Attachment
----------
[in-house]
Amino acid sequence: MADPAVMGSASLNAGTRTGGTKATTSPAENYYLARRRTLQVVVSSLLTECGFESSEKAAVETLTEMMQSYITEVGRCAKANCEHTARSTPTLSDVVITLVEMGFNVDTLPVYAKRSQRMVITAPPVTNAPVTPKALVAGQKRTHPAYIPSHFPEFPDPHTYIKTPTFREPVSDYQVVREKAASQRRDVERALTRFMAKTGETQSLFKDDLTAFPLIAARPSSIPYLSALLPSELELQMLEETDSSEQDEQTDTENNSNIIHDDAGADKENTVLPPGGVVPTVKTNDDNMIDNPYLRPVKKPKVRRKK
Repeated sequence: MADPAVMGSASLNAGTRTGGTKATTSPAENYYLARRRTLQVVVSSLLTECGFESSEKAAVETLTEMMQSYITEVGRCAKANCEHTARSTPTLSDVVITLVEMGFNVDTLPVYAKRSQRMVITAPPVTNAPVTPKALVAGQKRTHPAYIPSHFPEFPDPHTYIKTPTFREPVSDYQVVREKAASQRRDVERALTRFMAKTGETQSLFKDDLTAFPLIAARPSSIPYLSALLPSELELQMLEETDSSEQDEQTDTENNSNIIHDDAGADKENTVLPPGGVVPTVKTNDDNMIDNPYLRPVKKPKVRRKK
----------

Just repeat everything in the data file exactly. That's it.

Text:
[in-house]
Amino acid sequence: MADPAVMGSASLNAGTRTGGTKATTSPAENYYLARRRTLQVVVSSLLTECGFESSEKAAVETLTEMMQSYITEVGRCAKANCEHTARSTPTLSDVVITLVEMGFNVDTLPVYAKRSQRMVITAPPVTNAPVTPKALVAGQKRTHPAYIPSHFPEFPDPHTYIKTPTFREPVSDYQVVREKAASQRRDVERALTRFMAKTGETQSLFKDDLTAFPLIAARPSSIPYLSALLPSELELQMLEETDSSEQDEQTDTENNSNIIHDDAGADKENTVLPPGGVVPTVKTNDDNMIDNPYLRPVKKPKVRRKK
Repeated sequence: MADPAVMGSASLNAGTRTGGTKATTSPAENYYLARRRTLQVVVSSLLTECGFESSEKAAVETLTEMMQSYITEVGRCAKANCEHTARSTPTLSDVVITLVEMGFNVDTLPVYAKRSQRMVITAPPVTNAPVTPKALVAGQKRTHPAYIPSHFPEFPDPHTYIKTPTFREPVSDYQVVREKAASQRRDVERALTRFMAKTGETQSLFKDDLTAFPLIAARPSSIPYLSALLPSELELQMLEETDSSEQDEQTDTENNSNIIHDDAGADKENTVLPPGGVVPTVKTNDDNMIDNPYLRPVKKPKVRRKK